The OUYA’s Kickstarter campaign hit its lofty $950,000 goal in only eight hours. The Gamestick, a competitor to the OUYA, had no trouble reaching its goal, either. Not long after, both Valve and Nvidia announced they would be releasing devices that simplified the process of playing PC games on a TV. Change is coming soon to the console market, and based on everything mentioned above, it’s clear microconsoles will be leading the charge. To learn more about what we as consumers can expect in the months and years ahead, we reached out to Tadhg Kelly, author of the What Games Are blog and creative director at Jawfish Games.

We first learned about Kelly from his excellent post on microconsoles, but have since spent a significant chunk of time reading more of his work. Suffice to say, the man knows his stuff. We recommend giving his blog a click or twenty, but only after reading this interview. Don’t you be bailing on us early, now.

Gamezebo: If microconsoles take the place of traditional consoles, what effect do you think it will have on major publishers like EA and Ubisoft?

Tadhg: Devastating – if they’re not ready for it. EA has already made significant inroads to app publishing on mobile and other devices, adapting itself to the new environment. Not all publishers have managed to do this though (see: THQ), and are increasingly finding themselves playing a high stakes game of chicken.

G: Had the next PlayStation and Xbox already launched, do you think the Ouya and other microconsoles would still be in a position to succeed?

T: I think they would have had more difficulty in attaining press coverage, but I don’t know that it would have impacted them that much. The significant factor in kicking off the microconsole phenomenon has been the Kickstarter effect and how much of a revelation that has been. Kickstarter is a space that awards skunkworks-style scrappy projects way more than official efforts (at least, for now) and this gives the projects that rise on it considerable street credibility.


Nvidia’s Project Shield

G: Do you foresee Sony, Microsoft, and Nintendo trying to compete with microconsoles in any meaningful way? Launching their own, perhaps?

T: Not yet. The problem with these titans is that they have so much vested in success that looks a certain way, which is big-budget box office games, media and so on. They are utterly focused on trying to achieve large margins on the games themselves, which means hype cycle, premium offerings and media blitzes. That’s a lot of sunk costs and a lot of people hired to do that kind of job, but those people are not necessarily needed in an app universe.

The app universe is completely different, more browsing-oriented and smaller in terms of cost to the customer. It’s more like television than movies, in that the overall volume of content from many producers matters and attention is better aggregated than directed. Console makers have thus far shown themselves unable or unwilling to think that way, preferring to sell fewer digital games at high prices than many games at lower prices. Perhaps they believe that lower prices would devalue the illusion of their platform, and perhaps they are right, but if so then the argument is that Steam already exists and has made that argument to customers already.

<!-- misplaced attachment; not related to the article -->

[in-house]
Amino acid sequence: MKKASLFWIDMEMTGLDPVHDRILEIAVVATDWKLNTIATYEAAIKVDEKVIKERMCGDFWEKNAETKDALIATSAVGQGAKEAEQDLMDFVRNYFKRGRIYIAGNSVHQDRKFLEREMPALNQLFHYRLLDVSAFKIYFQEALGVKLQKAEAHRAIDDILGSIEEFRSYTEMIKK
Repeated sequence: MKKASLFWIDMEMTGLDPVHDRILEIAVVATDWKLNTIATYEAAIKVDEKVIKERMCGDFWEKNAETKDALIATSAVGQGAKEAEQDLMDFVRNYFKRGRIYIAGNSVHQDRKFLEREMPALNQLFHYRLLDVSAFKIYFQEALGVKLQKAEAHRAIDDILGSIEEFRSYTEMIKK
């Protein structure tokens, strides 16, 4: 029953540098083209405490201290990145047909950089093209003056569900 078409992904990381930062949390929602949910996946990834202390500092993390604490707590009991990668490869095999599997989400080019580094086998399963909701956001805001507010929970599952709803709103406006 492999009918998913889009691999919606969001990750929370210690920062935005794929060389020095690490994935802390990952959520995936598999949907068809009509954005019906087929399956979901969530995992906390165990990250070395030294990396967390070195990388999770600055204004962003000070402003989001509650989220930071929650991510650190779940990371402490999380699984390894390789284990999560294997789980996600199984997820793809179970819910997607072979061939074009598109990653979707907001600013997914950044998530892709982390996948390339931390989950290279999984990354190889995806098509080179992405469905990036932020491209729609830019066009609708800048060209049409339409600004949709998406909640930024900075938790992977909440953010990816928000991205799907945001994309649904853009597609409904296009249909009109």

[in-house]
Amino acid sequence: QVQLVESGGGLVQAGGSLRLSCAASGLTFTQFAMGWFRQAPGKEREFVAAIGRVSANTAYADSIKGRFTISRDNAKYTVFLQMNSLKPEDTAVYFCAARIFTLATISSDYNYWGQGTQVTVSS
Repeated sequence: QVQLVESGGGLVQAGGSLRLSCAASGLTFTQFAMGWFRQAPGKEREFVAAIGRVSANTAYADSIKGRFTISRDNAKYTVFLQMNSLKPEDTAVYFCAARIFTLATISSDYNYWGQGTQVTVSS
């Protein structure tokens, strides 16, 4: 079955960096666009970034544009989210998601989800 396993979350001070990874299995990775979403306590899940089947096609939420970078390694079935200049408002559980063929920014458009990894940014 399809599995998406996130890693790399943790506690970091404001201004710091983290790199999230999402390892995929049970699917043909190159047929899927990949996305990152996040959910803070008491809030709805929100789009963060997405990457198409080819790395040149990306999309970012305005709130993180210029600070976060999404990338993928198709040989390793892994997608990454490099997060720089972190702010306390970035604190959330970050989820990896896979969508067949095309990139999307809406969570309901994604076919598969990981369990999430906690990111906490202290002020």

Is Microsoft ready to come out of its ivory tower and sell Halo for 99 cents? That’s where they need to be to work in the microconsole universe.


If size matters, the Gamestick is set. It’s easily the smallest of all the current microconsoles.

G: Do you worry about too many Android-based consoles coming out too soon and fragmenting the market?

T: If anything I think the idea that consoles may evolve to an interoperable standard is very exciting. This is a state of affairs that we already have with browsers, PCs, mobile phones to an extent and across all other media. Only in console games have these vertical mentalities endured, and they the primary reason why consoles feel so stuck in the past compared to what we see happening all around them.

G: What do you think is the biggest hurdle microconsoles will have to overcome in order to succeed?

T: Many people think that the big issue for microconsoles is gaining mainstream success, but with cheaper hardware and digital distribution it’s not necessary to be in every living room. A subset will do as long as it leads to a thriving ecosystem, as that lays the ground for multiple iterations of the hardware into ever-increasing success.

In the console universe every machine is treated like a new Ferrari, released every few years and needs to sell through for a long time to make its billions back and then some. In microconsole, why does that have to be the case? Why can’t we have a new Ouya every year, much as we have a new iPhone every year?

So the real challenge is finding passionate cores of fans who buy into that story. For Ouya or Gamestick or Steamboxes to work they really need to get the zealous fans on side, the ones who evangelize microconsoles as The Future, and so build momentum. They’ll win by being tribal rather than mainstream.